Sometimes it’s not that we’re giving them bad news. Sometimes, after a stress analysis, their portfolio is in a great position. We’re giving them confirmation.

I met with a woman the other day. This is the second time this has come in to visit with us. We ask questions. Are you married? How long have you been married? What is your spouse’s Social Security and how much yours? The woman said to me, “It doesn’t matter. My husband was from another country.” I happen to know some of these answers. He is a United States citizen now. They’ve been married for a little over five years. She says, “He doesn’t even have enough credits to have Social Security income.” Because we have dealt with this before, we understand that as long as he is married and he has proof of citizenship he will be able to get a spousal income on her Social Security benefit, which added about $1,500, $1,400 a month to their future for retirement. That’s a big deal.

Through the work bit we do, we were able to inform them that they were entitled to an extra $1,500 a month, which was a drastic improvement to their cash flow on a monthly basis.

 If they never went through the Thrive Retirement Roadmap Review, they would be shorting and cheating themselves out of $1,500 a month of cash flow on a monthly basis going forward.

That they’re entitled to. Just from a conversation.

That’s the point that I want to stress to our audience. A few weeks ago, I was talking about this start of the fall, this intense focus on getting a plan together. Start the plan with coming to the workshop & having a conversation. In the conversation is where all the details are going to surface for sure.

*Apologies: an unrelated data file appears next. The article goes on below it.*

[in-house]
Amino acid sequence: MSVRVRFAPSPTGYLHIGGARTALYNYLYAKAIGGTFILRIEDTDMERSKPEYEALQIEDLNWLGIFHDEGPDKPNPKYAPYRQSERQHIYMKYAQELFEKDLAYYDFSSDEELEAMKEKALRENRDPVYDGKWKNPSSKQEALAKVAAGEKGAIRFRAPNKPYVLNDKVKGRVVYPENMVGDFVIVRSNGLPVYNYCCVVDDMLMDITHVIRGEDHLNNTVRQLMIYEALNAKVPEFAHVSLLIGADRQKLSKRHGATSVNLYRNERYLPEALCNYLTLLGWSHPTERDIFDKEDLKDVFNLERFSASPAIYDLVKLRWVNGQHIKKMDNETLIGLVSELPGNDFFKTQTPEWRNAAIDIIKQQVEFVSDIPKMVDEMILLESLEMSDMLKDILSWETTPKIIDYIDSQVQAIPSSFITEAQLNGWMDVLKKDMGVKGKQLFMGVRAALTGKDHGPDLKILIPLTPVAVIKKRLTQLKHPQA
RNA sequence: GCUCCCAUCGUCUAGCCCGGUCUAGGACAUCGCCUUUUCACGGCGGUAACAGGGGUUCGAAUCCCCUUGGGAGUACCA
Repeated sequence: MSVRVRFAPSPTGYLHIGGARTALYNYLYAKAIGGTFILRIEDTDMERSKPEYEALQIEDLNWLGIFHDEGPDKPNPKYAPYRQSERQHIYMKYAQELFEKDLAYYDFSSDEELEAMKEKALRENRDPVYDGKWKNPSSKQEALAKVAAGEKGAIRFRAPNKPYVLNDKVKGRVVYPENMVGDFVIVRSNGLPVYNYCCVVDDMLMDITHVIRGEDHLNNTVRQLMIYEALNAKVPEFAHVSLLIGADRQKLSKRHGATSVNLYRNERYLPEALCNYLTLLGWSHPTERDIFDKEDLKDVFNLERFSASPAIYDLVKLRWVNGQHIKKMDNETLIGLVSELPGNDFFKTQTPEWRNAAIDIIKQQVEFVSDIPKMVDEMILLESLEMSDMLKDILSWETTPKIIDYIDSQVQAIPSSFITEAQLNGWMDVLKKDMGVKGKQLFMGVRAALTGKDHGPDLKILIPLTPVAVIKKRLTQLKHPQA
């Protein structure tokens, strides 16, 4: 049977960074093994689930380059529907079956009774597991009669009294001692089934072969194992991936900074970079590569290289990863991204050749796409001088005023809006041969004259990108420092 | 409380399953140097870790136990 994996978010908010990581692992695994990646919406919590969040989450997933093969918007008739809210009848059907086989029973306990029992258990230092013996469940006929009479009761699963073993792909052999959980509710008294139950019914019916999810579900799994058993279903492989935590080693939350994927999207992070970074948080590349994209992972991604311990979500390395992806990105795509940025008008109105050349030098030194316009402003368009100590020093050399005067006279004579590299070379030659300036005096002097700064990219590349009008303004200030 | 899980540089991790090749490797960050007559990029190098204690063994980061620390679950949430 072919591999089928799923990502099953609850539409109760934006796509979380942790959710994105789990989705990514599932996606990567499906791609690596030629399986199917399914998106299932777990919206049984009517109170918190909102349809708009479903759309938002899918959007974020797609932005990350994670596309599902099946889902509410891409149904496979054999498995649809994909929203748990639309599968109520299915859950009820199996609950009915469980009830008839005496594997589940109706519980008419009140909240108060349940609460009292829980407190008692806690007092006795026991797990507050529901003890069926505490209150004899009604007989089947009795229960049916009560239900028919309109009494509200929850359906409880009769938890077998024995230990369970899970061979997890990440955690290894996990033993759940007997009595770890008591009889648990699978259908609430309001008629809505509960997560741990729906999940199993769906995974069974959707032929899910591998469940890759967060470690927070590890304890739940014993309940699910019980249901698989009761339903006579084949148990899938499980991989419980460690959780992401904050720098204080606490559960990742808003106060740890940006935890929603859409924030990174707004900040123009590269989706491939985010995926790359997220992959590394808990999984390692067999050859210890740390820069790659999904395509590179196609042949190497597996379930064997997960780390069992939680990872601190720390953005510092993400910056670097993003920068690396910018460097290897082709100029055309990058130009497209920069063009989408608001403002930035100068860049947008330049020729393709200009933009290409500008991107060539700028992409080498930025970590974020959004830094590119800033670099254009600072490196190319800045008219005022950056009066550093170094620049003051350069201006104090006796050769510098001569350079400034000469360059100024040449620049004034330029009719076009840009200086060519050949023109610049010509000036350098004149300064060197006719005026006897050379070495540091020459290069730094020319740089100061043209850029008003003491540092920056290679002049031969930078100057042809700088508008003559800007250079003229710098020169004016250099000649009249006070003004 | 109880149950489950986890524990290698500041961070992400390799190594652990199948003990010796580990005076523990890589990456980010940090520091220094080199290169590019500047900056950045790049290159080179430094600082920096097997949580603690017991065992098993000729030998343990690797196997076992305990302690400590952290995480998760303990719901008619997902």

Absolutely, I agree with you 100%. Like I said, get a financial checkup.

You should take similar care of your financial well-being with an annual checkup of essentials, such as your credit situation, retirement savings and life insurance.

We met with another couple awhile back. When we got some of their information, I had noticed that they had a couple annuities that they were really happy that they bought. They can be great for your plan if there’s a place for them. What they were shocked to find out was that he and she both thought that when one passes away, the income they were going to generate from that from the rest of their life, that’s the reason why they bought it, that option was not chosen, or we’re not really sure what happened there.